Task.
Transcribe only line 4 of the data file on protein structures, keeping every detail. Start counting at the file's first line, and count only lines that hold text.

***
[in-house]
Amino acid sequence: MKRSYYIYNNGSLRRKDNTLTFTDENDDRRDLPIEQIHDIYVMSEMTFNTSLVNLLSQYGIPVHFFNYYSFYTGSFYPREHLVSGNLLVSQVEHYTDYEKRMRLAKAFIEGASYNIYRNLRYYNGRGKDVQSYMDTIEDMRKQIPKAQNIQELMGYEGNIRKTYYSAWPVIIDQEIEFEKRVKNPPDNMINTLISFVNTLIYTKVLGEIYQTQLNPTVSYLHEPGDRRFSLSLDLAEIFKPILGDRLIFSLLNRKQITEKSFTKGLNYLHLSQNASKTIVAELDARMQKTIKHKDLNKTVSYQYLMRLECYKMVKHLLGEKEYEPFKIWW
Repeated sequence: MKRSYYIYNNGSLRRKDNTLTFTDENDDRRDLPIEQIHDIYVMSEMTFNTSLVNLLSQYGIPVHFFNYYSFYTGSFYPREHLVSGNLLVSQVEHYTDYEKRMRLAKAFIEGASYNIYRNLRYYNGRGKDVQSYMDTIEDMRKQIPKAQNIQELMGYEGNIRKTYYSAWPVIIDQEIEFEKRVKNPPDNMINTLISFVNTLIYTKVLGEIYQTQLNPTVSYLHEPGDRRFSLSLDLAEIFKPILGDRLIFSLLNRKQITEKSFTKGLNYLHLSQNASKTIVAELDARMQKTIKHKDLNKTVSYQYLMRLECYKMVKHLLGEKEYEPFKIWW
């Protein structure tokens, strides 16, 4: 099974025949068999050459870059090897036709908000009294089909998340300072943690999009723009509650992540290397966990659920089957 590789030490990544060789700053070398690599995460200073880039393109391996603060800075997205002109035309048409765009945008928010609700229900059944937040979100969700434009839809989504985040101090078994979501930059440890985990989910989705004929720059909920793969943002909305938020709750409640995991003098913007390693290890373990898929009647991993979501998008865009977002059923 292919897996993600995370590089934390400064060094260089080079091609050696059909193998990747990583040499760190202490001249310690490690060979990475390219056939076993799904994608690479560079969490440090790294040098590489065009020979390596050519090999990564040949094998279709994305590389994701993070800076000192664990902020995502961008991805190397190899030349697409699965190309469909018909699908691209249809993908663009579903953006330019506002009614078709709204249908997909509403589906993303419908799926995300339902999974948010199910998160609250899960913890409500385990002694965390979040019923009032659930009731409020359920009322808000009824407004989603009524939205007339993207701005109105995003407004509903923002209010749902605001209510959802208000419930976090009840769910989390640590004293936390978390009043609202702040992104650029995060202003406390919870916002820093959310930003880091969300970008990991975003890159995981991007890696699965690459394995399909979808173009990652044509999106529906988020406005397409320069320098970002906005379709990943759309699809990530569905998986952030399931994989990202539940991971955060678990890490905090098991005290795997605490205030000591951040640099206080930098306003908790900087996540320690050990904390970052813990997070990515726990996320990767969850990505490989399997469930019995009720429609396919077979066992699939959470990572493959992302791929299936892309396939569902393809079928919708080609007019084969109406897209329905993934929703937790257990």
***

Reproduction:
């Protein structure tokens, strides 16, 4: 099974025949068999050459870059090897036709908000009294089909998340300072943690999009723009509650992540290397966990659920089957 590789030490990544060789700053070398690599995460200073880039393109391996603060800075997205002109035309048409765009945008928010609700229900059944937040979100969700434009839809989504985040101090078994979501930059440890985990989910989705004929720059909920793969943002909305938020709750409640995991003098913007390693290890373990898929009647991993979501998008865009977002059923 292919897996993600995370590089934390400064060094260089080079091609050696059909193998990747990583040499760190202490001249310690490690060979990475390219056939076993799904994608690479560079969490440090790294040098590489065009020979390596050519090999990564040949094998279709994305590389994701993070800076000192664990902020995502961008991805190397190899030349697409699965190309469909018909699908691209249809993908663009579903953006330019506002009614078709709204249908997909509403589906993303419908799926995300339902999974948010199910998160609250899960913890409500385990002694965390979040019923009032659930009731409020359920009322808000009824407004989603009524939205007339993207701005109105995003407004509903923002209010749902605001209510959802208000419930976090009840769910989390640590004293936390978390009043609202702040992104650029995060202003406390919870916002820093959310930003880091969300970008990991975003890159995981991007890696699965690459394995399909979808173009990652044509999106529906988020406005397409320069320098970002906005379709990943759309699809990530569905998986952030399931994989990202539940991971955060678990890490905090098991005290795997605490205030000591951040640099206080930098306003908790900087996540320690050990904390970052813990997070990515726990996320990767969850990505490989399997469930019995009720429609396919077979066992699939959470990572493959992302791929299936892309396939569902393809079928919708080609007019084969109406897209329905993934929703937790257990």